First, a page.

Watch some classic Christmas specials on TV. Even make a phone call – yes, an actual phone call – to someone you miss.

Get back to basics.

Now, while virtual Christmases are still preferred for safety’s sake, I’m not naive. Try as she might, Dr. Bonnie Henry is never going to convince all the Whos down in Whoville to keep their bubbles small and their gatherings properly distanced.

Call me a Grinch, but I just don’t see it happening. Yes, Virginia, there is going to be a super-spreader event somewhere. And at least once, against your better judgment, you are going to get roped into going somewhere and being near real, live people.

I know, I know, I don’t like it any more than you do.

But the solution – again – is a simple one: Just fake a cough.

This year, that’ll clear the room.

That’s when you can take advantage. Make a break for the door. Grab a handful of sugar cookies on the way out. Come back for your coat in the spring – there’s no time!

Just go.

Now that you’re outside, look around. You may notice, again, that things are not as they would normally be – there’s not a lot of Christmas past out there (but hopefully for all our sakes, not a lot Christmas future, either).

So, yes, things are strange, even stressful.

But you know what can serve as great stress relief? Exercise.

Have you thought of going for a nice, long walk in the snow and just never coming back?

Admit it, you have. It’s OK. There are some great scenic routes. Contact your local tourism bureau for more information.

But if you’d prefer to stay within the city limits you’ve still got options.

May I suggest a leisurely stroll down to the White Rock waterfront? The city’s Festival of Lights along Marine Drive is one of the few holiday traditions to have survived the pandemic this year, and the businesses down that way would certainly appreciate your patronage – it’s been a tough year for them, too – and the pier always always looks very festive at Christmastime.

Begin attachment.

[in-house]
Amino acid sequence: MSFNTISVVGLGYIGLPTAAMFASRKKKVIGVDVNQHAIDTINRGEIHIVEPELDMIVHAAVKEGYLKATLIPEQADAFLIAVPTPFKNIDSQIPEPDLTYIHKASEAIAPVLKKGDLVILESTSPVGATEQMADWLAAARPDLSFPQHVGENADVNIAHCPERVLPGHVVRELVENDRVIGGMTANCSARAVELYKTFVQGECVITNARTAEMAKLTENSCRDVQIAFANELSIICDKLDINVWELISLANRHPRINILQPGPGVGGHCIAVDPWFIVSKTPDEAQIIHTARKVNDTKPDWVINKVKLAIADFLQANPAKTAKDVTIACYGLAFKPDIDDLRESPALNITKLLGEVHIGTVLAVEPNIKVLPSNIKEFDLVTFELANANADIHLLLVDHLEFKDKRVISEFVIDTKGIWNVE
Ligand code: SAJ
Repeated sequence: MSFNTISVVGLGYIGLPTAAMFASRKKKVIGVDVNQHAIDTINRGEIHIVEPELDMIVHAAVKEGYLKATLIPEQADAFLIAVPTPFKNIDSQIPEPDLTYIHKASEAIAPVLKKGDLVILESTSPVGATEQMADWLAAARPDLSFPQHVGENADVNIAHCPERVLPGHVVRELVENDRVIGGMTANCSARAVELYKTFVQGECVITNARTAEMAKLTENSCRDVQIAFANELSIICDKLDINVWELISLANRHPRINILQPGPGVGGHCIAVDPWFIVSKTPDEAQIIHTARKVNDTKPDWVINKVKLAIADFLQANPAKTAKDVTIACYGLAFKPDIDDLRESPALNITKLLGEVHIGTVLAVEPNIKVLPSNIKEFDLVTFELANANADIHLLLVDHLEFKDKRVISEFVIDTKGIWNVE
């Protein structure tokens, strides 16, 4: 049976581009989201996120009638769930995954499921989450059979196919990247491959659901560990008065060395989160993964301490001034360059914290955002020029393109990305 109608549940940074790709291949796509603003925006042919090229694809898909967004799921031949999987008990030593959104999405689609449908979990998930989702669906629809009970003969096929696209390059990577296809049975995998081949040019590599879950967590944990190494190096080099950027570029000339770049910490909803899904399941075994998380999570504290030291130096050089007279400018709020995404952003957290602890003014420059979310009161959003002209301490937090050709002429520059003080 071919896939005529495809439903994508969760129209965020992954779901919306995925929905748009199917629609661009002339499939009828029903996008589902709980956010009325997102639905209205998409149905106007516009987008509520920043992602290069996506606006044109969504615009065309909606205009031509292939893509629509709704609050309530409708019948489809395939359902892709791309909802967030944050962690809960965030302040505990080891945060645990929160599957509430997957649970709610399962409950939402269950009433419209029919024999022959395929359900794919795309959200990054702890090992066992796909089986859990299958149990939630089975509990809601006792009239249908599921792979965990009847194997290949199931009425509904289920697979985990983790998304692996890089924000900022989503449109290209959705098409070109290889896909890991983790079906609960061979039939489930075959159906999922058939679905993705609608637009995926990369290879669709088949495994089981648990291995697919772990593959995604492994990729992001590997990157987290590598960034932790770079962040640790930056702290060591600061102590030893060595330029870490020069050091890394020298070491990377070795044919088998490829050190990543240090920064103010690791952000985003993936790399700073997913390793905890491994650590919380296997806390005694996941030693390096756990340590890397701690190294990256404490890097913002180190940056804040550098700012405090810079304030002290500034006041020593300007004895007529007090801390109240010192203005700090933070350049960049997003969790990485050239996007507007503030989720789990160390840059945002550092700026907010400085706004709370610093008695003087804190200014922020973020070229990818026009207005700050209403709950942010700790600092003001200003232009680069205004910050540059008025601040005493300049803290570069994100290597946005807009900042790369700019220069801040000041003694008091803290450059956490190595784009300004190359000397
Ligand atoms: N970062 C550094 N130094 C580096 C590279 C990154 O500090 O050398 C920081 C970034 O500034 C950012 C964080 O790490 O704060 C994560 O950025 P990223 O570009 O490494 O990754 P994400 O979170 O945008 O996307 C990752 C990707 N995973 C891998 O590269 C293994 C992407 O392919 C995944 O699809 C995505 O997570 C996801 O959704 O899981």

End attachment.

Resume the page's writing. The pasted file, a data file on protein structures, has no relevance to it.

If you wait until dusk, it should be lit up nicely.

If you’re lucky, you’ll capture those lights in an Instagram-worthy photo. Maybe they’ll be blinking incessantly, or who knows, maybe they’ll be dancing in unison to Christmas carols or switched off altogether by then, depending on who complains to the city that week.

Oh, by the way, be careful where you step – dogs are allowed on the promenade until the spring. That’s not a lump of coal under your boot.

Either way, just be thankful that the pier is there at all – a couple Decembers ago, it very nearly wasn’t, thanks to that outrageous windstorm that did damage as though it was auditioning for a 2020 release date.

Now, if none of this has managed to put you in the holiday spirit, I have one more idea: stay home, stay warm and just relax.

After the year we’ve all endured, just doing nothing and taking some time for yourself is OK, too.

In fact, considering all that has gone haywire in the world this year, staying in, drawing the blinds and waiting for the ball to drop on 2021 doesn’t seem like such a bad idea.

Nick Greenizan is a reporter and occasional curmudgeon with the Peace Arch News.